Then the conversation turned to another field. His appointment as Consul General at Cairo had just been cabled, and we spoke of his opportunity there-not about the public business, for that was a matter of course; and I think we must all acknowledge that the Department of State had no more able representative—not about public business, then, but about


Ever new studies and ever more study! The valued friend of Taine, the German's equal in his knowledge of German,

the authority on Russian and Eastern affairs, language and customs, was coolly planning an attack upon Oriental lore. Arabic was to be compelled to yield to his tireless efforts. There were the laws-the most cleverly framed system of law that the world has to show; there was the history of a conquering race, conquering under ready-made laws, whereas the Romans and the Germanic tribes conquered barbarously without a conception of law for the conquered until long after their conquests were complete.

A most inviting field for study! He would have done nobly. This I mention to illustrate the mental force of the This design, so sadly interrupted, was a bit of heroism


in study. Now for another transition. This was simply delicious. Side by side with the most intimate and personal form of biography, and the most abstract phase of history, the amiable humanity of my friend appeared, with a constant reminder of good-fellowship. He knew all the best lake fish, and precisely how each variety should be cooked; he planned the courses of our lunch like a chef, and, under his guidance, the sequence of wines was a poem. It was the most delightful thing to see the changes in his expression-especially in the shape and lights of his eyes under their very strong brows: so keen, so dominating when he was speaking of study at Cairo (poor Schuyler!); so gentle and conciliatory when he spoke of my own plans and of our common friends-as of my little daughter and my wife, for example.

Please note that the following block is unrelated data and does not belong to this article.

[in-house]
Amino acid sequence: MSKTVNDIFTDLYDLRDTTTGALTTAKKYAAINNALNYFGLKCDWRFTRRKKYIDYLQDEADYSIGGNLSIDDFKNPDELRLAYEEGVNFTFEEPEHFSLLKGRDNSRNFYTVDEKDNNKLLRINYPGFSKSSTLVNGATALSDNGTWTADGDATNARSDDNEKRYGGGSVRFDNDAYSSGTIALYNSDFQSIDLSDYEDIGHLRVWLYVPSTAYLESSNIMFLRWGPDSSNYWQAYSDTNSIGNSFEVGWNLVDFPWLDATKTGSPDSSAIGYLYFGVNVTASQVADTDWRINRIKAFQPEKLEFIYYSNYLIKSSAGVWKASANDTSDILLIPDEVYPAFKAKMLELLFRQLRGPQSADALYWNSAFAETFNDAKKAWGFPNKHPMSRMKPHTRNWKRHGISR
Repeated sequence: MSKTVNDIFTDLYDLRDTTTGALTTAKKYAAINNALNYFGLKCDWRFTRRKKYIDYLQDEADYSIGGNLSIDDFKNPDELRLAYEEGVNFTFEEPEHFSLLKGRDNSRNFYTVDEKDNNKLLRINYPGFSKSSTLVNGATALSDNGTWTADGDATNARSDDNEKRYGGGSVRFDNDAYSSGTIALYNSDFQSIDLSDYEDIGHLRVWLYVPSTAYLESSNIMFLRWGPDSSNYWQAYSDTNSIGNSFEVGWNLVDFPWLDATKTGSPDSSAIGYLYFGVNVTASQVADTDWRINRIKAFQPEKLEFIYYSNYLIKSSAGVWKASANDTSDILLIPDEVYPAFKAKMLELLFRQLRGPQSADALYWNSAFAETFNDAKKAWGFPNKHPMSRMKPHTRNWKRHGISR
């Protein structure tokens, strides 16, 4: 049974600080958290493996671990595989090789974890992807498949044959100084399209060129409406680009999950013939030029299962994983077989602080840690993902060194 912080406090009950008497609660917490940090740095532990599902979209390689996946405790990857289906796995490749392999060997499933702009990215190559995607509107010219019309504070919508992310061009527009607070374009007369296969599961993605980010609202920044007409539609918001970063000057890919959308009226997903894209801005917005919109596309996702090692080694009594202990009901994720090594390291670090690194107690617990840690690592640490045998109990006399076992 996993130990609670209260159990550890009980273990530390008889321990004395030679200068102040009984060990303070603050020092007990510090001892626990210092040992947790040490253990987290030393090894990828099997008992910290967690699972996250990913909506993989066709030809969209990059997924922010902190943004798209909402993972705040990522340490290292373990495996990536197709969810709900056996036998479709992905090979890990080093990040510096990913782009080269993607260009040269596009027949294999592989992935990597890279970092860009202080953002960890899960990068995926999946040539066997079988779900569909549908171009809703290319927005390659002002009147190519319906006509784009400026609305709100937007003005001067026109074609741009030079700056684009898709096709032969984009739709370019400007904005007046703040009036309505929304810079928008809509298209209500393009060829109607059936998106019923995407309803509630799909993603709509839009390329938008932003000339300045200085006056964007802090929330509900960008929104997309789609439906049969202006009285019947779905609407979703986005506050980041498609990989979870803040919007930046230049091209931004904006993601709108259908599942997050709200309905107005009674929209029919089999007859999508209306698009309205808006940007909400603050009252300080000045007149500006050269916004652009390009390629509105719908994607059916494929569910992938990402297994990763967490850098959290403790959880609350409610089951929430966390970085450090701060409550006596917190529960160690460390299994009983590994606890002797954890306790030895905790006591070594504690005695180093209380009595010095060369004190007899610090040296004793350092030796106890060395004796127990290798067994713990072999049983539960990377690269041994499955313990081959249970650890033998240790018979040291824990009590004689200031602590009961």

By the way, when he first met them he made them both laugh with him and like him in less than five minutes. I cannot praise a man's heart more highly than in saying that.


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The Correspondence of John Lothrop Motley, D.C.L., Author of "The History of the United Netherlands;" "The Life and Death of John of Barneveld;""The Rise of the Dutch Republic," etc. Edited by George William Curtis, with portrait. In two volumes. New York: Harper and Brothers, Franklin Square, 1889.

John Lothrop Motley. A Memoir by OLIVER WENDELL HOLMES. Boston: Houghton, Osgood and Company. The Riverside Press, Cambridge, 1879.

THE former two of these volumes appeared nearly two years ago, and the latter has been for several years before the public. In the meantime, English reviewers, periodicals, and newspapers have noted them, their subject and contents, far more adequately than Mr. Motley's own countrymen or at least than our usual organs of public and literary opinion. It was our purpose a year ago to draw attention in the NEW ENGLANDER AND Yale